During the war, the situation became very difficult for people living in Germany. With most of German society being against the Jewish people they also began to face the situation of having to avoid marrying Jews or to separate from their Jewish partners despite having been in long term marriages. Sources tell us that majority of Christians who were married to Jews stuck by their spouses even before they knew that they could save them through loyal acts (Holtschneider, Religion in History in pg 238, Barkai, 1998, pg 253).

It is important to note that Jews were not the only victims of Hitler’s Nazi Regime, with other victims including minority groups such as gypsies, homosexuals and those with mental or physical impairments. Regardless, this whole campaign of persecution and genocide was very significant in terms of its focus, scale and intensity. This is central to the relationship between Jews and Christians as it raises issues about the attitudes of the Christian because they were there to witness the Anti Semitic Jewish measures in the 1930’s and the deportations that were carried out in front of them. However, it is also argued that anyone in Germany who assisted Jews faced danger and this stopped any attempts to help. (Study Guide 5, pg 13) This attitude even went as a far as the, ‘separation of the Protestant churches into Christians of ‘German descent’ and Christians of Jewish decent’. Even though some Protestants did attempt to talk through religious issues with Jews this was started more often by Jews than by Christians.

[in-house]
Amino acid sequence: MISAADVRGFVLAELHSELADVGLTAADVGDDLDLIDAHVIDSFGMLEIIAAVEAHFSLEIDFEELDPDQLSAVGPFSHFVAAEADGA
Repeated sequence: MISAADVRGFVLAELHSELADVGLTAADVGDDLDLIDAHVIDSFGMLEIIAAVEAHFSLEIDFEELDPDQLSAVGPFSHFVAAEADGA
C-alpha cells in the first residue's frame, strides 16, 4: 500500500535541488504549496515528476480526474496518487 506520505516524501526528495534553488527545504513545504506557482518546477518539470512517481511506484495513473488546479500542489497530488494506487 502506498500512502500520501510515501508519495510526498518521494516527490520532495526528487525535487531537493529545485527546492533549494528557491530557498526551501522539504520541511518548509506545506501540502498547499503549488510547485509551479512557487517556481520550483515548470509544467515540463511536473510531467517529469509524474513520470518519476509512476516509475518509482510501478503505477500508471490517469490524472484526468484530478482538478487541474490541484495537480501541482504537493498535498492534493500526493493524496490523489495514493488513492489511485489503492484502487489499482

At the end of the war and after the holocaust the options open to Jews as to where they should begin to rebuild their lives depended largely on their national identity before the war. Most Italians and French went back to Italy and France as they recognized their identity as linked with their country of origin. However, many Jews from Eastern Europe and Germany opted for emigration because they felt that their relationship with their homeland had been damaged (Herbert, Religion in History Pg.241). Many Jews went to the United States as refugees, but majority of Jewish displaced persons decided they would return to Israel and United States however the USA still had very strict rules about immigration as well as the United Kingdom. The United Kingdom was in fear of provoking the Arab people in Israel into fighting back. It was during this time that the newly independent State of Israel was formed and there were lots of preparations to nationally commemorate the holocaust. Furthermore during the war many countries had closed their borders to immigration. However, in spite of all these obstacles Jews were very keen to leave Europe as soon as possible.